Yoo Ah-in, Steven Yeun, Jeon Jong-seo
“To me, the world is a mystery.” South Korean filmmaker Lee Chang-dong’s (Peppermint Candy, Oasis, Secret Sunshine) follow-up to 2010’s Poetry is a masterwork. A sublime mystery thriller of obsessive love based on Haruki Murakami’s short story ‘Barn Burning’, it screened in Competition at Cannes 2018 where it won the FIPRESCI Prize as well as setting a record for the highest score ever in Screen’s Cannes Jury Grid.
An isolated young man, Jong-soo (Yoo Ah-in) is living in Seoul, working in a menial job and dreaming of becoming a writer when he’s accosted by Hae-mi (Jeon Jong-seo), who says she remembers him from their childhood in a small village close to the North Korean border. Asking him for a favour, they quickly begin a relationship, but then she goes on a trip and when she returns, is accompanied by the wealthy, urbane Ben (Steven Yeun) – with whom she is apparently in a relationship, and who eventually confides in Jong-soo about his very strange hobby.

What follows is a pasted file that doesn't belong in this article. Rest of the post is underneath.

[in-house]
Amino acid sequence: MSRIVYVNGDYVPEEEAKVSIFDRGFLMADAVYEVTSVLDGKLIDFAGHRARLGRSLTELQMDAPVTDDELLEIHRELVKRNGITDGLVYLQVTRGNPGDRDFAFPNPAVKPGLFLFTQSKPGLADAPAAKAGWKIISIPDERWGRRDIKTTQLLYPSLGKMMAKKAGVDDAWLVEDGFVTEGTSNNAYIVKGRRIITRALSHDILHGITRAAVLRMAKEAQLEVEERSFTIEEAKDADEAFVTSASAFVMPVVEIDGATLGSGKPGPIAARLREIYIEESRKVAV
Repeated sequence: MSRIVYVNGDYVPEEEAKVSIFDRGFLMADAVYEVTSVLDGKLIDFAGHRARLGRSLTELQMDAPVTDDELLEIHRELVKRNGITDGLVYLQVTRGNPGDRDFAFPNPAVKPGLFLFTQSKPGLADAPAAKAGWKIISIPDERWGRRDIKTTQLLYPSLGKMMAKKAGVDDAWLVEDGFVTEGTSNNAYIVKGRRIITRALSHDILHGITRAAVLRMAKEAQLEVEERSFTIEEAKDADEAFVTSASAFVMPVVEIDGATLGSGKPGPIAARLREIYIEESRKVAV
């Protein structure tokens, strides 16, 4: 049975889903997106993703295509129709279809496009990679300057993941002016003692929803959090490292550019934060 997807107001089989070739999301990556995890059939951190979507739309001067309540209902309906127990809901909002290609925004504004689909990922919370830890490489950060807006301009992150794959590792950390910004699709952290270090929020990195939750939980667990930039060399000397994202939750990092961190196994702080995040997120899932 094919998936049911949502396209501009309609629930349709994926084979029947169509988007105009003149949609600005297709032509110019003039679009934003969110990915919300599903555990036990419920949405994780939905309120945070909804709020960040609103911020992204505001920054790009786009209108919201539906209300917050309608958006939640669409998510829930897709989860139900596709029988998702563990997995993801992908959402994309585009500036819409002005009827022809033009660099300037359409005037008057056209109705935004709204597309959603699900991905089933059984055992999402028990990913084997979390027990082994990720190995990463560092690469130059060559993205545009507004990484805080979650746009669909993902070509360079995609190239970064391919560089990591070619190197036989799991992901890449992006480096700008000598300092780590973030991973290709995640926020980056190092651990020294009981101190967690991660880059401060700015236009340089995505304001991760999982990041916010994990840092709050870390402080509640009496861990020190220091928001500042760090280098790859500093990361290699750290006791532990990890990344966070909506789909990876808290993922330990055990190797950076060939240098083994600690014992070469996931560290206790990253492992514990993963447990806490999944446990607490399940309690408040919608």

Chang-Dong fleshes out Murakami’s slender short story to create a mysterious world of immense power; and his epic, slow-burning film immerses the viewer in the world of his characters whilst exploring male rage, class conflict and working-class struggles, as well as unrequited love and the nature of obsession. It’s almost miraculously well-crafted, from Hong Kyung-pyo’s precision cinematography to Kim Da-won’s stunning, illuminating score to the incredibly vivid and thorough performances of its three leads, and looks set to be one of the key art-house releases of early 2019.